Charles Henry Webb, who had given up his magazine to come East, had collected "The Celebrated Jumping Frog of Calaveras County, and Other Sketches," and, after trying in vain to find a publisher for them, brought them out himself, on the 1st of May, 1867. It seems curious now that any publisher should have declined the little volume, for the sketches, especially the frog story, had been successful, and there was little enough good American humor in print. However, publishing was a matter not lightly undertaken in those days.
Mark Twain seems to have been rather pleased with the appearance of his first book. To Bret Harte he wrote:
The book is out and is handsome. It is full of . . . errors....but be a friend and say nothing about those things. When my hurry is over, I will send you a copy to pizen the children with.
The little cloth-and-gold volume, so valued by book-collectors to-day, contained the frog story and twenty-six other sketches, some of which are still preserved in Mark Twain's collected works. Most of them were not Mark Twain's best literature, but they were fresh and readable and suited the taste of that period. The book sold very well, and, while it did not bring either great fame or fortune to its author, it was by no means a failure.
The "hurry" mentioned in Mark Twain's letter to Bret Harte related to his second venture--that is to say, his New York lecture, an enterprise managed by an old Comstock friend, Frank Fuller, ex-Governor of Utah. Fuller, always a sanguine and energetic person, had proposed the lecture idea as soon as Mark Twain arrived in New York. Clemens shook his head.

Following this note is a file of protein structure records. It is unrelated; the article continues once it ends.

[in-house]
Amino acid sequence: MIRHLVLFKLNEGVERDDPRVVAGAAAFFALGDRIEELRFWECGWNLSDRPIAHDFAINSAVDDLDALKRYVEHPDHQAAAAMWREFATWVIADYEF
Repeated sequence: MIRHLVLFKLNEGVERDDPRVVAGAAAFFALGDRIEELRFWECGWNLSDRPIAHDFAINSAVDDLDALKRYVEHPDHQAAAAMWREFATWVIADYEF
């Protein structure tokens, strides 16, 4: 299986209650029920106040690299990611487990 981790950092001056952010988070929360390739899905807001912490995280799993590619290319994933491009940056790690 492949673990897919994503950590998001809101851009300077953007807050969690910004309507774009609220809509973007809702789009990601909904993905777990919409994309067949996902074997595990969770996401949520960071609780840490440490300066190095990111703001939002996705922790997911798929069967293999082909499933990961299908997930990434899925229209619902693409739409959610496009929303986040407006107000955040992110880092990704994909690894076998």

"I have no reputation with the general public here," he said. "We couldn't get a baker's dozen to hear me."
But Fuller insisted, and eventually engaged the largest hall in New York, the Cooper Union. Full of enthusiasm and excitement, he plunged into the business of announcing and advertising his attraction, and inventing schemes for the sale of seats. Clemens caught Fuller's enthusiasm by spells, but between times he was deeply depressed. Fuller had got up a lot of tiny hand-bills, and had arranged to hang bunches of these in the horse-cars. The little dangling clusters fascinated Clemens, and he rode about to see if anybody else noticed them. Finally, after a long time, a passenger pulled off one of the bills and glanced at it. A man with him asked:
"Who's Mark Twain?"
"Goodness knows! I don't."
The lecturer could not ride any farther. He hunted up his patron.
"Fuller," he groaned, "there isn't a sign--a ripple of interest."
Fuller assured him that things were "working underneath," and would be all right. But Clemens wrote home: "Everything looks shady, at least, if not dark." And he added that, after hiring the largest house in New York, he must play against Schuyler Colfax, Ristori, and a double troupe of Japanese jugglers, at other places of amusement.
When the evening of the lecture approached and only a few tickets had been sold, the lecturer was desperate.
"Fuller," he said, "there'll be nobody in Cooper Union that night but you and me. I am on the verge of suicide. I would commit suicide if I had the pluck and the outfit. You must paper the house, Fuller. You must send out a flood of complimentaries!"
"Very well," said Fuller. "What we want this time is reputation, anyway-- money is secondary. I'll put you before the choicest and most intelligent audience that was ever gathered in New York City."
Fuller immediately sent out complimentary tickets to the school-teachers of New York and Brooklyn---a general invitation to come and hear Mark Twain's great lecture on the Sandwich Islands. There was nothing to do after that but wait results.
Mark Twain had lost faith--he did not believe anybody in New York would come to hear him even on a free ticket. When the night arrived, he drove with Fuller to the Cooper Union half an hour before the lecture was to begin. Forty years later he said:
"I couldn't keep away.